12/12/2013 11:09 GMT | Updated 11/02/2014 05:59 GMT

The Hobbit: The Desolation of Smaug Review

I didn't care much for The Hobbit: An Unexpected Journey. Accusations that Peter Jackson was stretching out a straightforward story to three films and eight hours, purely for financial reasons seemed entirely substantiated from the opening scene. The scene took place at Bilbo's house and seemed to drag on for an age, featuring rude and obnoxious dwarves being constantly unpleasant to the timid, Bilbo while a smug Gandalf found the whole thing highly amusing. It was blockbuster bullying that we were supposed to find engaging and it immediately got the trilogy off to a bad start. And then they started singing.

So it comes with great surprise that I'm happy to report the second instalment is a vast improvement on the first on virtually every level. It's a far more engaging story with fleshed out characters, interesting new ones and a handful of thrilling action scenes that can stand with the very best of 2013. There's less Gandalf, and less of the troupe of dwarves behaving like arses. There's also a dragon. We have to wait a good two hours before Smaug makes his first appearance but it's worth the wait. Benedict Cumberbatch's extraordinary voice lends itself perfectly to the sinister, malevolent Smaug and he gets some quality screen time with his Sherlock co-star Martin Freeman.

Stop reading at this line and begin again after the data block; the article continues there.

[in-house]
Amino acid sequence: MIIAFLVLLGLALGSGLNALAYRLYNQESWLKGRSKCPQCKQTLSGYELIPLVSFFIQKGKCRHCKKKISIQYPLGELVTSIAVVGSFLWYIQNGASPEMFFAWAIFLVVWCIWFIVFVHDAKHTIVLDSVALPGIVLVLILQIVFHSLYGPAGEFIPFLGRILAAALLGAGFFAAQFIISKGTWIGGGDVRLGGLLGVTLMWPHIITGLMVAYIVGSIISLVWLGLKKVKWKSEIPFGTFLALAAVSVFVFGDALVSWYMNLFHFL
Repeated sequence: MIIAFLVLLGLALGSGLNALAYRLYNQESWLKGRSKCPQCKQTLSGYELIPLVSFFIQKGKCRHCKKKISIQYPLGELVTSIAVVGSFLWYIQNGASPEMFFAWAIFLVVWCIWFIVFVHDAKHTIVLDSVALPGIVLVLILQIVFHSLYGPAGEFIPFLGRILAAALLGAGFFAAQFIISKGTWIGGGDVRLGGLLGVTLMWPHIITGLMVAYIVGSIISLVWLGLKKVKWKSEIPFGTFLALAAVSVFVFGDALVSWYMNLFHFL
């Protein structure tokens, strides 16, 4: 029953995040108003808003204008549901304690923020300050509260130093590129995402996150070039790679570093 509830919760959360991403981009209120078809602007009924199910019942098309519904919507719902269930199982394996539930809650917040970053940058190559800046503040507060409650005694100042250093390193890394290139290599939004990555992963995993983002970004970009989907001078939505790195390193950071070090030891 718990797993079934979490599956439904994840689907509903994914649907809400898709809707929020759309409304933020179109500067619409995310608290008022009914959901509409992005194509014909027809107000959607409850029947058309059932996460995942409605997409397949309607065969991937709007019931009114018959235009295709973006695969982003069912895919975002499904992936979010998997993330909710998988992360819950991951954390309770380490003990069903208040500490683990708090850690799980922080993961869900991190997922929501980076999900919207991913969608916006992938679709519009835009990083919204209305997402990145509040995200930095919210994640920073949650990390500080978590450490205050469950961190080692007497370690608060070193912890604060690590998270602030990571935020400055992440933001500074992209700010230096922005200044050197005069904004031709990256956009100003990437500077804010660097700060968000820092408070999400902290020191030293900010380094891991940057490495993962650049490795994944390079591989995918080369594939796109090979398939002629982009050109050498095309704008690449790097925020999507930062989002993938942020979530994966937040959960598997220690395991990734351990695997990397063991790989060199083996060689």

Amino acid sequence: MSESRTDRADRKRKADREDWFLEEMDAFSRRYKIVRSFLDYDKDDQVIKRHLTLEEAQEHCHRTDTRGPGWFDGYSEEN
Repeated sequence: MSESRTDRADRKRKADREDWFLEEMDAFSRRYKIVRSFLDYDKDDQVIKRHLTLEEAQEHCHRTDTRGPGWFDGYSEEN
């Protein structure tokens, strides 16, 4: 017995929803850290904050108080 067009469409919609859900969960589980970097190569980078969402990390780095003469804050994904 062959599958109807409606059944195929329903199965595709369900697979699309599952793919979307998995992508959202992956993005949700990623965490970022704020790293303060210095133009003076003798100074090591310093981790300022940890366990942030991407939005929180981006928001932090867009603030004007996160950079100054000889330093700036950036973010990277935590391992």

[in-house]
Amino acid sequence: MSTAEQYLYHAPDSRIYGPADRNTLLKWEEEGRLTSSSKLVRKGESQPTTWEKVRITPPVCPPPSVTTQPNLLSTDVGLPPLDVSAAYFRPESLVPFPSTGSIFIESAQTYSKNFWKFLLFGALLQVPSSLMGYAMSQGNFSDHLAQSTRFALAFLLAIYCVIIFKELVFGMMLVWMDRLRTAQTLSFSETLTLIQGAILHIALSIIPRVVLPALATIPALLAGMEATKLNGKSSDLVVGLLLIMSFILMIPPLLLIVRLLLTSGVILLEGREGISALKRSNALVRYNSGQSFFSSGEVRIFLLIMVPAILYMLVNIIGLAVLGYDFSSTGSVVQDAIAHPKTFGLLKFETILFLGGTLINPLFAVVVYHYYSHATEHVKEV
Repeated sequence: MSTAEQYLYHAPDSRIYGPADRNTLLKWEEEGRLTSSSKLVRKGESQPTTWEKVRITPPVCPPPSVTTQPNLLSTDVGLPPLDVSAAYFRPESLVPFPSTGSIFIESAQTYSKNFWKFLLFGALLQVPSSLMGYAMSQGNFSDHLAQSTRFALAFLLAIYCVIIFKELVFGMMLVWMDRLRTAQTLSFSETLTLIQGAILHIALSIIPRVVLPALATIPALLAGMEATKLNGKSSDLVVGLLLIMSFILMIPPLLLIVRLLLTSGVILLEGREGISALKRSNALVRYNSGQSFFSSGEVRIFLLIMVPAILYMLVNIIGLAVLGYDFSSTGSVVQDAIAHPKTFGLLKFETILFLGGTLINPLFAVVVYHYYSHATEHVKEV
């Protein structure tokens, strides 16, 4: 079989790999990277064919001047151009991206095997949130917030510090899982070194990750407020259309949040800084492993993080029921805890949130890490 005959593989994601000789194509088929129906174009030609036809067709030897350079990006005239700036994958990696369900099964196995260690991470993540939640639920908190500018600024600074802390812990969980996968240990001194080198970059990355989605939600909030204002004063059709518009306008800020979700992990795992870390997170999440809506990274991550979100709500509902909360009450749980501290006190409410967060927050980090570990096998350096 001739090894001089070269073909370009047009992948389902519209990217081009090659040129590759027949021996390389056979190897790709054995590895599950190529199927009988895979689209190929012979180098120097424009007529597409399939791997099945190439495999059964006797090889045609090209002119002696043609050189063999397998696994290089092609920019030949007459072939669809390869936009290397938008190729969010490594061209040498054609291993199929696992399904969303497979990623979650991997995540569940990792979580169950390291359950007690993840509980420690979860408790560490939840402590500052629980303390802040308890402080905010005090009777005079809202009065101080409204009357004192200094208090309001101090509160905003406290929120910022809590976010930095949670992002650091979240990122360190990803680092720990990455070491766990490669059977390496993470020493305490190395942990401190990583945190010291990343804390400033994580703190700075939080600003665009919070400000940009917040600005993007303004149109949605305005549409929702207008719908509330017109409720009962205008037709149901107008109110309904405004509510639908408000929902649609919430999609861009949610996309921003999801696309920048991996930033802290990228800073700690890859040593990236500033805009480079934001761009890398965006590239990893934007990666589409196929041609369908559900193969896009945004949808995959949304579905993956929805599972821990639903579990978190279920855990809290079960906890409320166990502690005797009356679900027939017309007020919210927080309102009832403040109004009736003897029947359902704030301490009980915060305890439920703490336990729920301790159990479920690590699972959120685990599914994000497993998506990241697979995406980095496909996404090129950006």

The pacing of the film is a big improvement and the narrative wastes no time in getting into gear. The opening scene set in a dank, fetid drinking hole, shows Gandalf convincing Thorin to take a Hobbit with him on his quest to reclaim his homeland from Smaug. Fast forward a year and we're thrown straight into the action as the band of dwarves attempt to evade Beorn, a skin-changer, who either takes the form of a bear or an imposing man. He provides the dwarves with passage to Mirkwood, where they encounter giant spiders and most importantly, a team of Elves. This leads to the film's greatest sequence, a daring and dizzying escape from the Elves' kingdom by the dwarves, with each one in a barrel floating down the river, while Elves and Orcs fight at the river's edge. It's the kind of scene that reminds you that Peter Jackson, when he's not concerned with dwarves burping, can stage an action sequence as well as just about anyone. I actually punched the air with delight at one single take shot during the scene.

The film also benefits from our first visit to new locations. Middle Earth, beautifully realised as it is, has become a bit familiar and with five three hour films in the bag, I seem to have spent more time there than my nan's house. This gives the scenes at Laketown and its snaking waterways a feeling of freshness and novelty and the Lonely Mountain, when we finally get there, is a wonder to behold. Martin Freeman is once again perfect as Bilbo, providing a levity and humour that I always felt the Lord of the Rings films lacked and although he's not as prominent in this film, he gets the chance to shine in his exchanges with Smaug.

It's still not without flaws though. There's no getting away from the fact that at 161 minutes long, it's too long, with too many scenes that are unnecessary and don't advance the plot. Martin Freeman's Bilbo is such a stand-out, that it feels a lost opportunity that he's given much less to do this time and the flipside of that is that there's still a fair amount of dwarf time and they're still a difficult bunch to warm to. Being unfamiliar with the book, I'm hoping Thorin, in particular, starts to exhibit redeeming qualities during the final part. Still, this is at times awe-inspiring, big screen entertainment and has re-energised my interest in the trilogy, to the point I'm looking forward to going There And Back Again next December.